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Town's ban of drones flying over chicken processing complex is questioned

Town’s ban of drones flying over chicken processing complex is questioned

The Wilkesboro Town Council introduced a resolution that temporarily bans drones from flying over the Tyson Foods Inc. chicken processing complex in Wilkesboro, NC. The legality of the resolution is being questioned by commercial drone pilot Vic Moss and his attorney.

Until all local and state declarations of emergency have expired, the resolution that the council unanimously passed on Monday prohibits all operations of unmanned aircraft or drones above or within 100 feet of the Tyson processing complex.

Town’s ban of drones flying over Tyson complex

Town officials said, according to the Wilkes Journal-Patriot that a COVID-19 outbreak at the Tyson location led to the arrival of various television news crews, some of whom had been flying drones over the complex.

“As Tyson’s (COVID-19) case count has grown, the publicity around the facility has reached a fever pitch, with multiple news crews trying to get coverage of the facility,” noted Town Manager Ken Noland. “We’re getting more than one drone flying at a time, and we’re concerned we could have an accident.”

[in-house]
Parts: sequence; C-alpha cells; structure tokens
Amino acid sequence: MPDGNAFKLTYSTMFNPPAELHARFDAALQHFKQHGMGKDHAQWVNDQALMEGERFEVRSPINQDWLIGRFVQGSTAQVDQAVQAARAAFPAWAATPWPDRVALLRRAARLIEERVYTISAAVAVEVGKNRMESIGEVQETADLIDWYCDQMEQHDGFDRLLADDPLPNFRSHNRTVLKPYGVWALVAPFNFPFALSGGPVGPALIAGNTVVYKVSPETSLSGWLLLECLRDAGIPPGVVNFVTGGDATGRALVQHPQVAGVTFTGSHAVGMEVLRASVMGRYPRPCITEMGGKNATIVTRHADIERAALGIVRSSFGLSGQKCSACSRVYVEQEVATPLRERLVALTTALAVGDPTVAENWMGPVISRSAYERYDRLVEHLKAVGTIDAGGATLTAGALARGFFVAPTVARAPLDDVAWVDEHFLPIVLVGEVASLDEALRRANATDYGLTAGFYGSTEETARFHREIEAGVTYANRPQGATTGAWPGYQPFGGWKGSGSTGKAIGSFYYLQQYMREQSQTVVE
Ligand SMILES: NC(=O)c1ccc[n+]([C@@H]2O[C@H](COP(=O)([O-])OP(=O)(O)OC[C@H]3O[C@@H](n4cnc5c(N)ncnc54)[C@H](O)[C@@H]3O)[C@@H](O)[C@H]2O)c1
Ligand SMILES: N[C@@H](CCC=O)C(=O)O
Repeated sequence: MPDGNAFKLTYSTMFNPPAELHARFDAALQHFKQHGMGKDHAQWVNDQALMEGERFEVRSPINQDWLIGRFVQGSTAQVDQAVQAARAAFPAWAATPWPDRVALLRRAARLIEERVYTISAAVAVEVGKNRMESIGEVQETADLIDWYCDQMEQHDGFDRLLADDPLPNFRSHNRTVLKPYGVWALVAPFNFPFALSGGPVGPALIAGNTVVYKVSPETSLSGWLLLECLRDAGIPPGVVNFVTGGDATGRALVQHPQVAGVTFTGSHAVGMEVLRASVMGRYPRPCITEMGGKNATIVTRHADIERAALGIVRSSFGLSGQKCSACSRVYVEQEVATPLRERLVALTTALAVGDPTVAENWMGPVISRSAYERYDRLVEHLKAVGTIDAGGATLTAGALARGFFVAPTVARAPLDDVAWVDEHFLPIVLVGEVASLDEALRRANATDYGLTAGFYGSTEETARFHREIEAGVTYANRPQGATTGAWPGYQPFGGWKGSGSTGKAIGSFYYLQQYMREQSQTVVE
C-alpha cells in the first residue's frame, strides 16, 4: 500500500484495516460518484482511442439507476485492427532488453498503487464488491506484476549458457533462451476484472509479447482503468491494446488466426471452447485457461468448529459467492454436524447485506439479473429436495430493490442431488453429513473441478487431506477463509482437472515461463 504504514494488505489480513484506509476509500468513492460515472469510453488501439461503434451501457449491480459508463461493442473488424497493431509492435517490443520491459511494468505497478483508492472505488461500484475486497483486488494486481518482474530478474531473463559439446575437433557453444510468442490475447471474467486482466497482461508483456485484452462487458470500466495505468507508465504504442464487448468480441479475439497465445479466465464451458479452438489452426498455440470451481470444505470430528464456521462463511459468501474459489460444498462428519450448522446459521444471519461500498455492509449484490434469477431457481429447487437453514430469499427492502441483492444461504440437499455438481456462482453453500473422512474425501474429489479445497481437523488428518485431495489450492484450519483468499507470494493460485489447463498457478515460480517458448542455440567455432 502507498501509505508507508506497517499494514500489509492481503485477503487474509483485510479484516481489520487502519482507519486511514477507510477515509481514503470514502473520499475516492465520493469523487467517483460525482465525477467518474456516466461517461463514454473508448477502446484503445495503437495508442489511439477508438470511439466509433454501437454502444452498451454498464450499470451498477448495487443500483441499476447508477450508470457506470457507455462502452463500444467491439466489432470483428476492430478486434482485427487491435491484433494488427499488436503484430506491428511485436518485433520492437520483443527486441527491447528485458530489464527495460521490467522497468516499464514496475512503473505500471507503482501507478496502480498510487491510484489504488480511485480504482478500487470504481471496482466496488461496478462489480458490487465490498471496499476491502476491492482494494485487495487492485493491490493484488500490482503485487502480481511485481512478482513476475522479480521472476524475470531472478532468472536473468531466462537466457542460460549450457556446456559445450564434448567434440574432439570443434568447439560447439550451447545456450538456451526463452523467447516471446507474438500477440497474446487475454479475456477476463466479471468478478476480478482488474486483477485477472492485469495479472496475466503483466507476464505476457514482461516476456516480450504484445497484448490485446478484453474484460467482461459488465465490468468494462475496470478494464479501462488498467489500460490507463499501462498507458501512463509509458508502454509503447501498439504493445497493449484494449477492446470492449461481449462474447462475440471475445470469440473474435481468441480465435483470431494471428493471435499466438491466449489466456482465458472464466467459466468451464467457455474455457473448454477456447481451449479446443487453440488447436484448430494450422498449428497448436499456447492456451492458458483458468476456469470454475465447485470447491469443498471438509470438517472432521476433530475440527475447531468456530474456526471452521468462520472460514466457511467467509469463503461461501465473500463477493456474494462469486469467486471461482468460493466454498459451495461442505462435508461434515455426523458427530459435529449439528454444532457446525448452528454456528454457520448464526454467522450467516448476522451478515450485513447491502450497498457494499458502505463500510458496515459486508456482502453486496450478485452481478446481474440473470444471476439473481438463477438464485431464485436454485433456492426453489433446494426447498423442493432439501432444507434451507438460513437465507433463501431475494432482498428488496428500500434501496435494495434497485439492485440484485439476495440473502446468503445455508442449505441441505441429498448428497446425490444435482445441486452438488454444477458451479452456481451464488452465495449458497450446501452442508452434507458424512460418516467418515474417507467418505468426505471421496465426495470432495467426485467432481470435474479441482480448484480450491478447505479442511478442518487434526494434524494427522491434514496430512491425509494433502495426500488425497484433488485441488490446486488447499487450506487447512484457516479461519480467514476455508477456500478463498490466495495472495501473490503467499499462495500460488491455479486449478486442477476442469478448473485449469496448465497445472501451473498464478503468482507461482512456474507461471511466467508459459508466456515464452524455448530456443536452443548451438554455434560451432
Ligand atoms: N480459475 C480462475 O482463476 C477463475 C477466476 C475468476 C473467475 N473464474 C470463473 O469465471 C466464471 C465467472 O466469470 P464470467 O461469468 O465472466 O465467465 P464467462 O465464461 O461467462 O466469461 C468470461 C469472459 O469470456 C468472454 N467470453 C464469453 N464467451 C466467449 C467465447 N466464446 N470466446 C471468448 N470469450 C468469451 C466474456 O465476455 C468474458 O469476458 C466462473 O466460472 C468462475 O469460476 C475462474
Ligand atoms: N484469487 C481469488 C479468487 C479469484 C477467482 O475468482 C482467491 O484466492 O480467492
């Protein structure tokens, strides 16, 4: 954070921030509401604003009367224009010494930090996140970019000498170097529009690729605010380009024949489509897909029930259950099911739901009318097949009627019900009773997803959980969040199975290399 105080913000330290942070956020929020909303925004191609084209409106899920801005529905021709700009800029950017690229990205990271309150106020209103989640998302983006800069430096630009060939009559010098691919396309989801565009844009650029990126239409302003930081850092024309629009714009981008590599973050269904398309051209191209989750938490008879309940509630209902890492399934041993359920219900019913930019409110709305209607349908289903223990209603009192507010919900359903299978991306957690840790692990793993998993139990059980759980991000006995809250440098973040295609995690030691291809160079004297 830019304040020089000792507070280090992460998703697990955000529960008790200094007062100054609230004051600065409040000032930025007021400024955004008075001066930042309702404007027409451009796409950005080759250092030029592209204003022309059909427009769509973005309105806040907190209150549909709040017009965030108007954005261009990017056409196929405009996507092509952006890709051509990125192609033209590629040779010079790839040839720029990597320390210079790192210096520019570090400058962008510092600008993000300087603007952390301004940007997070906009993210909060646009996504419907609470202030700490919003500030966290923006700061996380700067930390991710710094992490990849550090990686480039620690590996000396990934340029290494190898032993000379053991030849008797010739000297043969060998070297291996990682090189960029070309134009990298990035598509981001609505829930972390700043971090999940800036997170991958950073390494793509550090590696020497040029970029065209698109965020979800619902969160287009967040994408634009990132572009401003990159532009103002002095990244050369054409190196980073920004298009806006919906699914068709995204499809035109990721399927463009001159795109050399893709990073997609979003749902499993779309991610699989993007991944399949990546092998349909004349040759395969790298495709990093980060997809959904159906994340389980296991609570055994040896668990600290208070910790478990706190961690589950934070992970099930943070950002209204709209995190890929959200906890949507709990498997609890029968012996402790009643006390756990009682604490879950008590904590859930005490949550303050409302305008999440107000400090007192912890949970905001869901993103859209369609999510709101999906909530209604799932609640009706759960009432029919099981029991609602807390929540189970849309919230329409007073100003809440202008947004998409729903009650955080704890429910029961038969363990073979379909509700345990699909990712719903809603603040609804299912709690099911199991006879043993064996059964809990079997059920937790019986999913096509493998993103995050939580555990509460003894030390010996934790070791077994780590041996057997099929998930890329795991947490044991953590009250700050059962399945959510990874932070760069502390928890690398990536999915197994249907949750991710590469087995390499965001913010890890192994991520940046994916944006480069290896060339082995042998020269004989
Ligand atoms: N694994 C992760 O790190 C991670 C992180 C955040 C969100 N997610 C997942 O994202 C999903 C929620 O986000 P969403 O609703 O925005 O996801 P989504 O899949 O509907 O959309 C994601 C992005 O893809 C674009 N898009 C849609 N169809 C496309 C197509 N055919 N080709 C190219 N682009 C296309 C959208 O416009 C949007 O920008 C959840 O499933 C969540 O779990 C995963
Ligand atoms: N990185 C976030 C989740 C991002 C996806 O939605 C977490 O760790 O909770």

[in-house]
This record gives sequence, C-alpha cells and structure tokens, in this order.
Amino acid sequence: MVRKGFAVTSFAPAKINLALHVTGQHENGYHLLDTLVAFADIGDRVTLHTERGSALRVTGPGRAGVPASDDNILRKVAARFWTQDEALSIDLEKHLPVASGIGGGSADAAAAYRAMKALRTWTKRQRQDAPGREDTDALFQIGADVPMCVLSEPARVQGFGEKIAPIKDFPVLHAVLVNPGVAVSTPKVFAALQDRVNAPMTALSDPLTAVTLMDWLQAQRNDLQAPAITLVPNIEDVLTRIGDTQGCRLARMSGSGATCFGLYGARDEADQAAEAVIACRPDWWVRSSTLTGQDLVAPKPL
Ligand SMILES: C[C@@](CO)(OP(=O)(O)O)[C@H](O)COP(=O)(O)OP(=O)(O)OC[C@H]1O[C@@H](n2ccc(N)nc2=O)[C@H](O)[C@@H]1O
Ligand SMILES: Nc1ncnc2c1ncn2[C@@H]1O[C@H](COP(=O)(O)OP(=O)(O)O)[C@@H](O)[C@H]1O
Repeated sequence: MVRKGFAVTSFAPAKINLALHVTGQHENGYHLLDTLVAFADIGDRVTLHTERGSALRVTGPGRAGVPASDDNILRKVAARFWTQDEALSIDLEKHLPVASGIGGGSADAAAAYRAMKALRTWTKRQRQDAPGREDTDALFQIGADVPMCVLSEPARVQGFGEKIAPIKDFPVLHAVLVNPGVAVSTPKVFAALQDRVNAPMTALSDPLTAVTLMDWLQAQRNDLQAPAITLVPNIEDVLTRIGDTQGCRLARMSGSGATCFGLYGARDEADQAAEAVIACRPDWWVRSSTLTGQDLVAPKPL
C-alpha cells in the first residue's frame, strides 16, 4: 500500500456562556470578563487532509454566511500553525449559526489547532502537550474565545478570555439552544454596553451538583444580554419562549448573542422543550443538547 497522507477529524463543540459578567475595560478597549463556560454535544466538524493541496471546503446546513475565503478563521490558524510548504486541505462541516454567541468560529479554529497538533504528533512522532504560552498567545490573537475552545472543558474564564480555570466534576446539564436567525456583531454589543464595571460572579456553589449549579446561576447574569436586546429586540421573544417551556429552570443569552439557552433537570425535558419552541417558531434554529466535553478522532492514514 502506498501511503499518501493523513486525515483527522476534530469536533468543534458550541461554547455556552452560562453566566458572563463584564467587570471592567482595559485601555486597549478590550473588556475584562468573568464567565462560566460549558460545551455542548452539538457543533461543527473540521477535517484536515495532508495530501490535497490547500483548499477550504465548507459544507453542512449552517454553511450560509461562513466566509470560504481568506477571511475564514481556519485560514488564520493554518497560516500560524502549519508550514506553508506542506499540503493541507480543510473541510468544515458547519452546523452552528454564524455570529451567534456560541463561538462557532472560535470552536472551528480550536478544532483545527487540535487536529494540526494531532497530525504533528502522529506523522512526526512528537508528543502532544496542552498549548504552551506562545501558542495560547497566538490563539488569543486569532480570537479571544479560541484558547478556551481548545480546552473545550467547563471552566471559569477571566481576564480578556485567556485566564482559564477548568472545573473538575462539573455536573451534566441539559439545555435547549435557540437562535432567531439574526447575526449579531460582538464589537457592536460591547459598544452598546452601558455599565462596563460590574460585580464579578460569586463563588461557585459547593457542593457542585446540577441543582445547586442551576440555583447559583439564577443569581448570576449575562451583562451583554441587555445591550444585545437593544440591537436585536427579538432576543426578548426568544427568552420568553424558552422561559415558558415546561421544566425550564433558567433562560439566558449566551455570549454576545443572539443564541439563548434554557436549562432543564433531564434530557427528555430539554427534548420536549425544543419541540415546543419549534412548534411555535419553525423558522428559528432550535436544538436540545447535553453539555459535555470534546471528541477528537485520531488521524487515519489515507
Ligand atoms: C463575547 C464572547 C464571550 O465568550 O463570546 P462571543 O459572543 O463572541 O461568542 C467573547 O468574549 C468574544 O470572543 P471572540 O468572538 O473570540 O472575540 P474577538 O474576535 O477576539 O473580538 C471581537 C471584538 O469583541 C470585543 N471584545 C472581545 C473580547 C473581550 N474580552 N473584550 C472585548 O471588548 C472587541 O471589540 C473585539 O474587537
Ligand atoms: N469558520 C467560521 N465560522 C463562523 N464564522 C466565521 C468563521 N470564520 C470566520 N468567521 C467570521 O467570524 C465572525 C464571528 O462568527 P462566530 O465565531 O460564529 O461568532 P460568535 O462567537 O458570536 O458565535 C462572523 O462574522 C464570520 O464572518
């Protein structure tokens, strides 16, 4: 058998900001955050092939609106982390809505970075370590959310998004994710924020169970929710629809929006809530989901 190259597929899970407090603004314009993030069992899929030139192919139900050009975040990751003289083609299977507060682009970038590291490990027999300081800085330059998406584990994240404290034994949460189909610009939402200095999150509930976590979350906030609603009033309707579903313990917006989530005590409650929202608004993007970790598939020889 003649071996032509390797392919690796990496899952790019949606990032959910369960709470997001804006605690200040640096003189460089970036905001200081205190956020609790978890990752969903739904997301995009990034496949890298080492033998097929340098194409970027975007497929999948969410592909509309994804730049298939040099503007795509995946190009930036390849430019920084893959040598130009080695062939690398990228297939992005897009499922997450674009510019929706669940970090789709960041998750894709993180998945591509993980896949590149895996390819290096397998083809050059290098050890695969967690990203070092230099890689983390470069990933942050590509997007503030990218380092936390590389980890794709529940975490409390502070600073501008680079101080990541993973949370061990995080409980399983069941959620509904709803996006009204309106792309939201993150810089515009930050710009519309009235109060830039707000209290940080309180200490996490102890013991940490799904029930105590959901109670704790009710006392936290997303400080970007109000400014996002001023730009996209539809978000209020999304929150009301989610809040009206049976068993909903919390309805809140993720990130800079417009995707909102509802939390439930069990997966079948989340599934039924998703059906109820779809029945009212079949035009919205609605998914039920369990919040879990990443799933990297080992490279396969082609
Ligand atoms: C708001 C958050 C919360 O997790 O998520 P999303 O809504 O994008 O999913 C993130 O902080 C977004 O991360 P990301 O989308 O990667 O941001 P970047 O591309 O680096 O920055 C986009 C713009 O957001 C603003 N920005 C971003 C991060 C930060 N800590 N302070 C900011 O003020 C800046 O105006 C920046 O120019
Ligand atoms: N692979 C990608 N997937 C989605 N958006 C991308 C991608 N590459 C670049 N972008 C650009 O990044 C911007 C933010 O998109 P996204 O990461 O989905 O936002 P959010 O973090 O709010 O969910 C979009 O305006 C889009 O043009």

Noland added “seeing drones fly over your head just adds to the stress count” of Tyson employees.

Soon after the resolution passed, Vic Moss from Moss Photography and The Drone U emailed Noland, the Wilkes Journal-Patriot, and Mickey Osterreicher, an attorney with the National Press Photographers Association.

“I caution you against enforcing this. If you do, and cite someone, you will find your city attorney defending an indefensible federal court case,” Moss wrote.

Moss also added that according to federal statute, the Federal Aviation Administration (FAA) has sole authority to control the National Airspace System (NAS). No political subdivision, such as a municipality, is allowed to control the NAS without consultation with the FAA.

“It would be in the best interest of the Town of Wilkesboro to remove this ill-conceived ordinance from your books,” Moss said. “Otherwise you’re opening up the town to a very expensive lawsuit.”

According to the newspaper, councilman Russ Ferree said, “The owner (Tyson) needs to take these people (flying drones) to court or find somebody that shoots skeet,” before making the motion to approve the resolution. Ferree seems to be unaware that it is a federal crime to shoot at a manned or unmanned aircraft.

The Wilkesboro Police Department will enforce the ordinance which could potentially be a misdemeanor charge with a fine of up to $500.

“We are extremely concerned when local governments attempt to usurp the powers of the FAA to regulate the national airspace. Stringing together a number of ill-conceived and conclusory assumptions such as ‘impacted the facility and invaded the privacy Tyson team members’ with several ‘whereas’ in order to prohibit [drones] is not only a violation of federal preemption but an abridgment of the First Amendment,” said Osterreicher who has been working with the FAA and law enforcement agencies to promote the safe use of drones by journalists. He added, “We hope that the Wilkesboro Town Council will reconsider their actions before a legal challenge costs citizens tax dollars that we are sure could be better used elsewhere.”

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Photo: Google Street View

Haye Kesteloo

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